So much for the new year and new beginnings: actually I fell asleep before the old year ended; a fitting way to mark what has been for many of us a real bitch of a year. And I began to wonder if just changing calendar dates is enough to change our future and outlook. I am wondering if this isn’t more about the Chinese calendar with a New Year in early February, when we welcome in the Ox and say good riddance to the Rat. At Connolly we are obviously feeling more hopeful to have an ox in our heavens.
As you know every Chinese zodiac year is defined by one of the five elements. The upcoming 2021 will be the year of the Metal Ox, and its message couldn’t be clearer: Success will come to those who work hard. Really hard. “It’s hard work, duty, discipline,” says Susan Levitt, a professional astrologer and author of five books, including Taoist Astrology. “In agricultural societies, oxen are reliable and strong work animals. They were responsible for the survival of humanity. So what was happening in this Rat year continues over into the Ox year to complete it, ground it, bring it to its resolution."
I groan at the thought of girding our loins to move forward... and I have been trying to find a strength of spirit to not only inspire the team at Connolly but also myself; and I realised that it’s all about self discipline as well as inspiration. I’m good at inspiration but I’m not so good at self discipline. New year resolutions last half a week at most... So I tried to figure out which people are really disciplined but are also really inspired and I thought of all the artists I know. They cope with a kind of lockdown every day they have to self motivate and create and they work on their own producing day after day, not knowing who or how the public will respond to their work. It reminded me of Lucien Freud’s anecdote about Caspar John, the second son of Augustus John the leading British portrait painter of his day. Caspar joined the navy as a young man and ended his naval career as an Admiral and First Sea Lord. Once, when asked about the contrast between the rigours of military life and the bohemianism of his father's life as an artist, he replied, "To be a painter requires enormous discipline".
"I always thought", said Lucien Freud, "that an artists was the hardest life of all." Its rigour, not always apparent to an observer, is that an artist has to navigate forward into the unknown guided only by an internal sense of direction, keep up standards which are imposed entirely from within, meanwhile maintaining faith that the task he or she has set themselves is worth struggling constantly to achieve.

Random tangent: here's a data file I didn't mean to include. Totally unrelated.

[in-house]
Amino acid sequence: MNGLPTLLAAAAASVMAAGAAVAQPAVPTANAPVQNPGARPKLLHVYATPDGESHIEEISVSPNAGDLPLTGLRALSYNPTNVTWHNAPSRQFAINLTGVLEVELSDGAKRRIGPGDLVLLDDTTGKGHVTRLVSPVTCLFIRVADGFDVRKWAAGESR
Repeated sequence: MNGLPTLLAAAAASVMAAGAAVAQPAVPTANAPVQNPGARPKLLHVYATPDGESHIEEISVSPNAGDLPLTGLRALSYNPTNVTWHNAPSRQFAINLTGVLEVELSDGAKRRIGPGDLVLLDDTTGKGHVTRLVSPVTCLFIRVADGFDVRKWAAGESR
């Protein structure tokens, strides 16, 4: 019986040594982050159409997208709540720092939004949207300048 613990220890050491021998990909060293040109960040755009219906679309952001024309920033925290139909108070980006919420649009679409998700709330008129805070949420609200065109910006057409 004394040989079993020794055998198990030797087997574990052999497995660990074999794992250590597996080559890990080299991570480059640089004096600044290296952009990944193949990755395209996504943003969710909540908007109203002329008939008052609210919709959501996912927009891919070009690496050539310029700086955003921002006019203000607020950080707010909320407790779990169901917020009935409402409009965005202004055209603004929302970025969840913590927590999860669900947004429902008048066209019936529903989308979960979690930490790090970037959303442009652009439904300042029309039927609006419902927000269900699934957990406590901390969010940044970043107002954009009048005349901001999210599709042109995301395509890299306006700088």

It’s self belief but it’s also self discipline; and someone like the sculptor, Joel Parkes, always struck me as the embodiment of this strength – both physical and mental. Now with a family to support he is really making headway and embracing that rigour of hard work and creative output. He popped into the Connolly shop just before Christmas, full of dynamism, energy and honesty. He lives for his family and his work and we love what he creates. It has been quite a journey since we first showed his bowls at the opening and his new pieces have evolved and reflect his wiser, older self, but also retain that exciting underlying strength and tactile energy. Joel is incredibly charming and open and successful with his work selling all over the world now. Please look up his latest work and follow him or come to Connolly on Clifford street, once lockdown is finished.
And I just wanted to thank him and all my friends who are artists for reminding me it is possible to work hard and keep being inspired... as we will need to in this new year of the Ox. I wish all our customers and friends a healthy and happy 2021, and please keep yourselves safe and inspired.
‘These pieces of wood, often over 200 years old' Joel explains, 'are carved by hand and highly finished to enhance the inherent imperfections which make them beautiful. The wood is encouraged to split and break using various flawed processes based in my ignorance of working with wood. This catalogue of errors and unforeseeable landscape of faults, serve as the starting point for my process of rebuilding and strengthening, which ultimately creates the plastic, unique patina of each piece. The use of metals and stone as the scar tissue which fuses the piece back into a whole, inert object, serves both to tie the wood together and draw attention to the beauty of the idiosyncrasies of the ravages of time. Each piece is both an exposé of the life story of the tree, spoken silently through the knots, grain and blemishes which describe its form and surface, at once allegorical of our own lives, the flux events which form us, and the sense that it is truly our mistakes and catastrophic events which give us our experience, its unique character.
Just as in ourselves, we understand the most beautiful parts of us lie in the wisdoms of our experience and failures, in our weathered faces, or our hands, marked and polished smooth through work. When looking at the urns we see a sense of beauty which only time can sculpt.’
'I am working towards a solo show in 2022, and have started, in this third lockdown, to locate a narrative point, or some thematic axis, about which all the pieces evolve. I will be incorporating new materials, especially fibre and textile, leather, stone, earth pigment and minerals and bronze, as well as a few of my own.'